Also Read: Can We Talk About How The Big Day On Netflix Promotes Sexist Stereotypes About Women?

Once again, the biggest thing missing in The Big Day Collection 2 was relatability. Prerna, the bride, says that she thought finding a guy was difficult, but turns out, that’s easier than planning a wedding.  Toh ye sob dikhaao na? Show me the hardships and hurdles, disagreements and do-overs that happen in wedding planning, and I might get my dose of relatable drama. Not a single plus-size bride was featured, who had to haggle with designer to not charge her extra for custom-designing her bridal lehenga. Most parents on the show were sassy and resigned when talking about what their children were trying to do. It felt as if they found this all too much, but they went along with it all, because they didn’t understand most of it and had no strength to fight it. Why didn’t even one of them talk about their concerns of going over budget? That stuff happens, right?

Furthermore, there’s major hoo-haa about the Indian wedding industry putting India on the global map with lavish international weddings. Ummm, yeah, I don’t know how I feel about Indian culture, already massively appropriated abroad, to be known just for how insanely we spend out money on weddings, trying to recreate a mini-India outside of India so we could marry with ‘traditions’. Y’all sass Gujaratis for carrying their theplas on foreign trips, but when the same thing happens with weddings abroad, you want to celebrate that? Sweee-et.


A few things I actually liked

Yeah, believe it or not, there were a few things I dug, like the fact that this time, some of the grooms were actually actively participating in the wedding planning.

I think Nisha and Scott’s story is my favourite so far, in all of the 12 couples. It was more about the couple than about a flashy show-off. What you say on the show is so important when you want people to believe in the controversial notion of ‘rich Indian weddings are awesome’ you are selling to them. And I mean this in a genuine way, that I thought this couple said all the right things without any foot-in-the-mouth moments. The groom zip lining into the wedding was fun and unique, and the bit where they faced issues with the Catholic church they were trying to get to bless their marriage, that was the kind of insight and detail you’d want from a show like this.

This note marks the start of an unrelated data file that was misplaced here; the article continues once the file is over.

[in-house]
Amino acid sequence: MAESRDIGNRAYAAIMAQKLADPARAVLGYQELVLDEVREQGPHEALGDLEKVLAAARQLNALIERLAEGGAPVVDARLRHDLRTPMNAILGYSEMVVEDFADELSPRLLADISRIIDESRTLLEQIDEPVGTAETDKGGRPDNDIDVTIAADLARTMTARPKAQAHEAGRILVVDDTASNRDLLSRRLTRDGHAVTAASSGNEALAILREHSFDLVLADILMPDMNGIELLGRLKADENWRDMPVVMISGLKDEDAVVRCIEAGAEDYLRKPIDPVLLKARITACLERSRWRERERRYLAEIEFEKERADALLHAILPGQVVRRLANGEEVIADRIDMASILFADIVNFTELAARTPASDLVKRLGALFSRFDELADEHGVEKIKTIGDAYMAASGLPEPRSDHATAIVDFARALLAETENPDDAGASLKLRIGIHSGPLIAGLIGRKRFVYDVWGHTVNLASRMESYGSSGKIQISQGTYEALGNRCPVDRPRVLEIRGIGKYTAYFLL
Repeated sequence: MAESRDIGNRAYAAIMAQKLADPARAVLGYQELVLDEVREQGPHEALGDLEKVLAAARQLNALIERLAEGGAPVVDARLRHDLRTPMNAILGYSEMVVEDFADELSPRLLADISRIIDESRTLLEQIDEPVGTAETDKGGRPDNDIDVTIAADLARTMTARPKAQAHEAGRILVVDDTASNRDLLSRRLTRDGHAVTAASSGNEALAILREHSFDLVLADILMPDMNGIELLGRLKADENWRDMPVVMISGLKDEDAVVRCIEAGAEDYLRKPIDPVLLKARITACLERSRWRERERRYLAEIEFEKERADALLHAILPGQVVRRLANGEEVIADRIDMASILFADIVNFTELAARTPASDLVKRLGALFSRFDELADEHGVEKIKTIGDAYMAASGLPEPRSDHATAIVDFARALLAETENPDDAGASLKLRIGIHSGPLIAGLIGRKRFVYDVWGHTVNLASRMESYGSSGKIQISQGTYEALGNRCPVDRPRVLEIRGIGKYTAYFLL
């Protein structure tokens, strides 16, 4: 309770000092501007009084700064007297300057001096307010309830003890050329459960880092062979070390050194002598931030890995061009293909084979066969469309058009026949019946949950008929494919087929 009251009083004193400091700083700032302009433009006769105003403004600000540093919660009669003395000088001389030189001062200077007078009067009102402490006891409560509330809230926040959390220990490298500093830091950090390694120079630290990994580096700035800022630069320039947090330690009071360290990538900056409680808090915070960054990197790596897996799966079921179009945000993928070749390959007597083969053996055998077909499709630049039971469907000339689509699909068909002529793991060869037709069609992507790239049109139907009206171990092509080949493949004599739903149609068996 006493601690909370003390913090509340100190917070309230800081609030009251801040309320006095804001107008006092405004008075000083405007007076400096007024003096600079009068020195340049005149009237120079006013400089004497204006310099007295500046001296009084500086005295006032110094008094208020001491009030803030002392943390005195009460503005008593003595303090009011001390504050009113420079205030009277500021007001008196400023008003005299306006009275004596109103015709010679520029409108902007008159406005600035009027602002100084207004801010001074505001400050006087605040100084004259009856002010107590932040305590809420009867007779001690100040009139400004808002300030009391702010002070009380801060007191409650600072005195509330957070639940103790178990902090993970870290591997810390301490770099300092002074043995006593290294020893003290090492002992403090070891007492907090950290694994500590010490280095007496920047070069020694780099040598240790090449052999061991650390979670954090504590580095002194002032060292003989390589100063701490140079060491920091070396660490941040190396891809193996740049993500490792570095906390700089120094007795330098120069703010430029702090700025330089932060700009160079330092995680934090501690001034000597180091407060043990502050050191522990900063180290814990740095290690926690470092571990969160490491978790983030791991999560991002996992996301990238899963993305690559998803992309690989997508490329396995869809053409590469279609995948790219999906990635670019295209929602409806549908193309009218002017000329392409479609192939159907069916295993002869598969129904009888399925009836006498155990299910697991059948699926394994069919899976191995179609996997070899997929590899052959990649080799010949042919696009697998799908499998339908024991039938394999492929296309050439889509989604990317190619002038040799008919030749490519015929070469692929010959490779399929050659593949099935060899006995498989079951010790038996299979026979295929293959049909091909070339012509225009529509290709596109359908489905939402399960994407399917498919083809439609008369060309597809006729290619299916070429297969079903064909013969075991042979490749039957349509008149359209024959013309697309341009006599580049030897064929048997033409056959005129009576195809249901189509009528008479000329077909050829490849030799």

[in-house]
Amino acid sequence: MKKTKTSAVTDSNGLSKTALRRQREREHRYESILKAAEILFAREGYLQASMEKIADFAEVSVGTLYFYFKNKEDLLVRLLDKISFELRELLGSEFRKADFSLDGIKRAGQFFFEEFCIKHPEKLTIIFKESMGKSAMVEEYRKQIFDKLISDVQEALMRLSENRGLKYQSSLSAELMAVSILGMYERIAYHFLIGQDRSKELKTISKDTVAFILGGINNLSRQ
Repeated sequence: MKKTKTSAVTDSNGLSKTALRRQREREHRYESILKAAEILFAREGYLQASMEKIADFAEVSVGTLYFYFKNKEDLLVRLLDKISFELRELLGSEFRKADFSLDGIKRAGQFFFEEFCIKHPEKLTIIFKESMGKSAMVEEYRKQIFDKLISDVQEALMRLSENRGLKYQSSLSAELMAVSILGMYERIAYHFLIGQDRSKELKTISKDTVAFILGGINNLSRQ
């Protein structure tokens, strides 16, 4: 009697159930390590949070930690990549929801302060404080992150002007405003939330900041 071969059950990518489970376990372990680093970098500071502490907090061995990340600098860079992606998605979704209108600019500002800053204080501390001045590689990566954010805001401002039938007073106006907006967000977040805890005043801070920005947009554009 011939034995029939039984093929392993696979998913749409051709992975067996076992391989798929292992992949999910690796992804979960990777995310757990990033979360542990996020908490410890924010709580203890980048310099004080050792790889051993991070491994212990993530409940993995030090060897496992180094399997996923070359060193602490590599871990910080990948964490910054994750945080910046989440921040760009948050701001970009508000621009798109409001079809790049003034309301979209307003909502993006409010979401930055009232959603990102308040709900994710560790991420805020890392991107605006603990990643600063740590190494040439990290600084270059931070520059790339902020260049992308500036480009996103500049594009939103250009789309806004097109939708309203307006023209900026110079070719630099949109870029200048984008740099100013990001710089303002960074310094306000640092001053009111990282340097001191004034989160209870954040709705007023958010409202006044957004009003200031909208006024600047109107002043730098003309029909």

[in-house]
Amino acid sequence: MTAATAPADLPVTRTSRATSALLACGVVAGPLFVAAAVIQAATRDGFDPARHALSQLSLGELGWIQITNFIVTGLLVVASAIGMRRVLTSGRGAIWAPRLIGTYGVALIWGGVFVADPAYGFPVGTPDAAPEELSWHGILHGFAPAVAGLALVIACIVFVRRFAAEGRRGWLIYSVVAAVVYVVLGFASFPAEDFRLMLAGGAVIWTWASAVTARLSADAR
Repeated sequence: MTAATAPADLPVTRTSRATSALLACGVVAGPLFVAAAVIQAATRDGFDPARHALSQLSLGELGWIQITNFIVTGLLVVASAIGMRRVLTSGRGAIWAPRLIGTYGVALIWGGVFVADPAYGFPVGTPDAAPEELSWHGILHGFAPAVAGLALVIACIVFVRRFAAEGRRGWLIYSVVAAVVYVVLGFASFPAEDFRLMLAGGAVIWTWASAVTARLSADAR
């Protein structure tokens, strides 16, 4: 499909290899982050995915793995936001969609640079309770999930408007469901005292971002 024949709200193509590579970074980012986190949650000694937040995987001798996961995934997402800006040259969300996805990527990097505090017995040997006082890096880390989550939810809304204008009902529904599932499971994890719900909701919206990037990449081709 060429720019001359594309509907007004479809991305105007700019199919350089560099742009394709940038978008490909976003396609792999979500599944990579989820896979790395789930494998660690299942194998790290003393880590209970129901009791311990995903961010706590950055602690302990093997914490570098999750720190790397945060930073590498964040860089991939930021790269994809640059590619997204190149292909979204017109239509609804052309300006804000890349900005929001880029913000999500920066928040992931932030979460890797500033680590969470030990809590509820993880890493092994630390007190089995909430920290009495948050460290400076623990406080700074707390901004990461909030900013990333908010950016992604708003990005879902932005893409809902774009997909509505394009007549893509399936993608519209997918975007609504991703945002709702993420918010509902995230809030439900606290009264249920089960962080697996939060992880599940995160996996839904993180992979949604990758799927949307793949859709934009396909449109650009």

Can I just say, no matter how pretentious you make it, the purest moments in the show come from the parents, especially the fathers. The man’s probably paying through his nose for that wedding, and has a million things on his list. But the only thing on his mind is his daughter leaving, and those emotional moments were touching. I do wish we could’ve had some commentary on the fact that this whole ‘bride having to move out of her parents’ house’ is such a sexist custom. And who better than a father or a mother to remark on it?


It does feel a bit sad, judging people for what they did on the happiest day of their life (or so we are made to believe). I also don’t have much hope that the criticism would be taken seriously and changes incorporated in any future iterations the show might have. Because the fact is, the show is made to be ridiculous and extract your judgement on purpose. That’s reality fiction for you.

Moreover, the jury’s still out for me on the timing of the show’s release. Are you trying to give us an escape at a time when the pandemic has ruined weddings, so that when we’re out of it, we go on to have even more OTT weddings? Or are you trying to trigger us, while we are stuck in one lockdown after another, with dire finances, and unable to travel, attend weddings, or even go for a simple coffee date?

So, the only thing I have to say about The Big Day that matters and that you should remember is, this is a sham. Oh and…

PS: WHAT IS THAT FONT USED IN THE CREDITS? Another example of how fancy isn’t always effective.

The Big Day Collection 2 is currently streaming on Netflix.